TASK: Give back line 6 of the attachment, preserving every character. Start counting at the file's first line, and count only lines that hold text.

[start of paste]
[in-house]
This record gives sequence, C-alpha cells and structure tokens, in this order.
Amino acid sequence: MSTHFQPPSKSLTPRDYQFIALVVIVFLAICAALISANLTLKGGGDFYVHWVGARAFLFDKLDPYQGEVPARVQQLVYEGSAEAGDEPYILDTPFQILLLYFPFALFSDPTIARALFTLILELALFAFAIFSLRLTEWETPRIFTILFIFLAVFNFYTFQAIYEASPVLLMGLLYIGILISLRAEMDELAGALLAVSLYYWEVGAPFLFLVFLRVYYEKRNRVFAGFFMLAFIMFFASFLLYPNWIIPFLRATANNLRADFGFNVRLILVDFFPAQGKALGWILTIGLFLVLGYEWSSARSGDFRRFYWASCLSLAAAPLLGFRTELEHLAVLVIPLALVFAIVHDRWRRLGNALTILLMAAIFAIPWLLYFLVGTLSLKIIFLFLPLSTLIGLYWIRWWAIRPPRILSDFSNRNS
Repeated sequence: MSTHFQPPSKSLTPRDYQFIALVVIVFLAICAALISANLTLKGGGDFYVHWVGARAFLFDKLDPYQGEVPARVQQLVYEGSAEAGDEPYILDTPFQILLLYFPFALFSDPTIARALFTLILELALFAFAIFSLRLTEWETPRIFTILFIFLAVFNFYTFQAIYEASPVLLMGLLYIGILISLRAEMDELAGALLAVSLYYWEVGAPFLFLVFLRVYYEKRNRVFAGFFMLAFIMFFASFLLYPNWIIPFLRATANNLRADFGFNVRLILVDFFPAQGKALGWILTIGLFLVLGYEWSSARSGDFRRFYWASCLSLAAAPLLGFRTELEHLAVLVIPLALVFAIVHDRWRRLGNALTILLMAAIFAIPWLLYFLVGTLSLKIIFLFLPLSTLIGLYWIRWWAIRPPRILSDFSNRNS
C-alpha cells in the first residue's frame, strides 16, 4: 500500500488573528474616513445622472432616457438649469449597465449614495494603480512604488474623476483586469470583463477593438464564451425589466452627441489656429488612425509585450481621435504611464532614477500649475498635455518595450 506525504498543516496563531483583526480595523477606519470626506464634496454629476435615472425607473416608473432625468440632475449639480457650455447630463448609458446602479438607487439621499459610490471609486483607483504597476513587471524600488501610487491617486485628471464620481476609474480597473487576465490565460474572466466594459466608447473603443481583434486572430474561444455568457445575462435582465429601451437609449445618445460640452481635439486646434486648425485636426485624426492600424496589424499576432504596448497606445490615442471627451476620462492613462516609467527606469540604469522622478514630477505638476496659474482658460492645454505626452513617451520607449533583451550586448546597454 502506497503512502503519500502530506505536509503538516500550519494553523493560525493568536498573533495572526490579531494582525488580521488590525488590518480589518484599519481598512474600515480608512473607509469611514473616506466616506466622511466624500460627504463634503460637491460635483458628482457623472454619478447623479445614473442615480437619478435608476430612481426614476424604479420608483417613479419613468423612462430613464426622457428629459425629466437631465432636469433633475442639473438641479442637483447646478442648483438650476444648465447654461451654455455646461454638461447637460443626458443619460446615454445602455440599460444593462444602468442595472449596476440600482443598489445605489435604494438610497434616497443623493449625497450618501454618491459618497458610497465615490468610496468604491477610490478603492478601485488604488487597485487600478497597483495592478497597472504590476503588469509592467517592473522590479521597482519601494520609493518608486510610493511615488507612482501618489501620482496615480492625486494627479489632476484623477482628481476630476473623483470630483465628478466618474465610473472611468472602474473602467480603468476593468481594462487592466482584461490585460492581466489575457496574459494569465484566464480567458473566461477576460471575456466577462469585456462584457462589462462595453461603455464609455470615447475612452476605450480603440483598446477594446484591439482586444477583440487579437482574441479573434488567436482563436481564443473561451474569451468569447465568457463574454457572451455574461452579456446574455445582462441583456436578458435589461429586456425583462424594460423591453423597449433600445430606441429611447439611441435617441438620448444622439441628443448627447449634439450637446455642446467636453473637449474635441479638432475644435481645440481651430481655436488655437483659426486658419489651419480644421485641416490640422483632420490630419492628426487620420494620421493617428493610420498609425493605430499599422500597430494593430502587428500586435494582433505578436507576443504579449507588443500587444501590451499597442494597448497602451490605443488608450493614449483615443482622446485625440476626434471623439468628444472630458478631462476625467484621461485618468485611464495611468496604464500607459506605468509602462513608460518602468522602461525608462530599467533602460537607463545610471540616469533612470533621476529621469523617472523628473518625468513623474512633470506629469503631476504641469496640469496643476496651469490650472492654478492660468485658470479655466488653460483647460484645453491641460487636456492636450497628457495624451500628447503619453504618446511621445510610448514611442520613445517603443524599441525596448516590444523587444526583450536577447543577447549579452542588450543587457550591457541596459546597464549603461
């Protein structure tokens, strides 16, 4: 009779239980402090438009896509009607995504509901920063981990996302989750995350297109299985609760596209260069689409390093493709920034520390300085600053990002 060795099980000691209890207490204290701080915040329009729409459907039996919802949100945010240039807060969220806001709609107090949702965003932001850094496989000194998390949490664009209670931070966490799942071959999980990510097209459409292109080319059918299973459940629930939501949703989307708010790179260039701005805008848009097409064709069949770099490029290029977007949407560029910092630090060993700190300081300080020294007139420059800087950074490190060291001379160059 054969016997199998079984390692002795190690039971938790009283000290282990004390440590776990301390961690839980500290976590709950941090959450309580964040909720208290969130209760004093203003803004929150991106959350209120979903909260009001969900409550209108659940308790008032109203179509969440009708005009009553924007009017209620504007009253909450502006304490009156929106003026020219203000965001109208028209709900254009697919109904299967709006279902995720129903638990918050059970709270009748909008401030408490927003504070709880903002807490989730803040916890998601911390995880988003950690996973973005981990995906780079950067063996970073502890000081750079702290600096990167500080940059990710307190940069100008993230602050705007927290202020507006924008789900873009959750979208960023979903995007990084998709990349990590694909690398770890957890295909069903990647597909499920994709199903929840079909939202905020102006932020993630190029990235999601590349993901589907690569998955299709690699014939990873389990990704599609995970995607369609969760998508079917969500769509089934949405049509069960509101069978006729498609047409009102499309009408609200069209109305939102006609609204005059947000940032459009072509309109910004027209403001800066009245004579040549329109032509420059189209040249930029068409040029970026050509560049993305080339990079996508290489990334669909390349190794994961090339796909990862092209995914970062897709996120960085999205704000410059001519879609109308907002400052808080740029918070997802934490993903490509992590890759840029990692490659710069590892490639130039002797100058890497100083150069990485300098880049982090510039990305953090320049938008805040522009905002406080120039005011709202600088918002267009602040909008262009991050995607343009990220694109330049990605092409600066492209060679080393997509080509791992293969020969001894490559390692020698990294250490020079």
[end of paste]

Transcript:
């Protein structure tokens, strides 16, 4: 009779239980402090438009896509009607995504509901920063981990996302989750995350297109299985609760596209260069689409390093493709920034520390300085600053990002 060795099980000691209890207490204290701080915040329009729409459907039996919802949100945010240039807060969220806001709609107090949702965003932001850094496989000194998390949490664009209670931070966490799942071959999980990510097209459409292109080319059918299973459940629930939501949703989307708010790179260039701005805008848009097409064709069949770099490029290029977007949407560029910092630090060993700190300081300080020294007139420059800087950074490190060291001379160059 054969016997199998079984390692002795190690039971938790009283000290282990004390440590776990301390961690839980500290976590709950941090959450309580964040909720208290969130209760004093203003803004929150991106959350209120979903909260009001969900409550209108659940308790008032109203179509969440009708005009009553924007009017209620504007009253909450502006304490009156929106003026020219203000965001109208028209709900254009697919109904299967709006279902995720129903638990918050059970709270009748909008401030408490927003504070709880903002807490989730803040916890998601911390995880988003950690996973973005981990995906780079950067063996970073502890000081750079702290600096990167500080940059990710307190940069100008993230602050705007927290202020507006924008789900873009959750979208960023979903995007990084998709990349990590694909690398770890957890295909069903990647597909499920994709199903929840079909939202905020102006932020993630190029990235999601590349993901589907690569998955299709690699014939990873389990990704599609995970995607369609969760998508079917969500769509089934949405049509069960509101069978006729498609047409009102499309009408609200069209109305939102006609609204005059947000940032459009072509309109910004027209403001800066009245004579040549329109032509420059189209040249930029068409040029970026050509560049993305080339990079996508290489990334669909390349190794994961090339796909990862092209995914970062897709996120960085999205704000410059001519879609109308907002400052808080740029918070997802934490993903490509992590890759840029990692490659710069590892490639130039002797100058890497100083150069990485300098880049982090510039990305953090320049938008805040522009905002406080120039005011709202600088918002267009602040909008262009991050995607343009990220694109330049990605092409600066492209060679080393997509080509791992293969020969001894490559390692020698990294250490020079």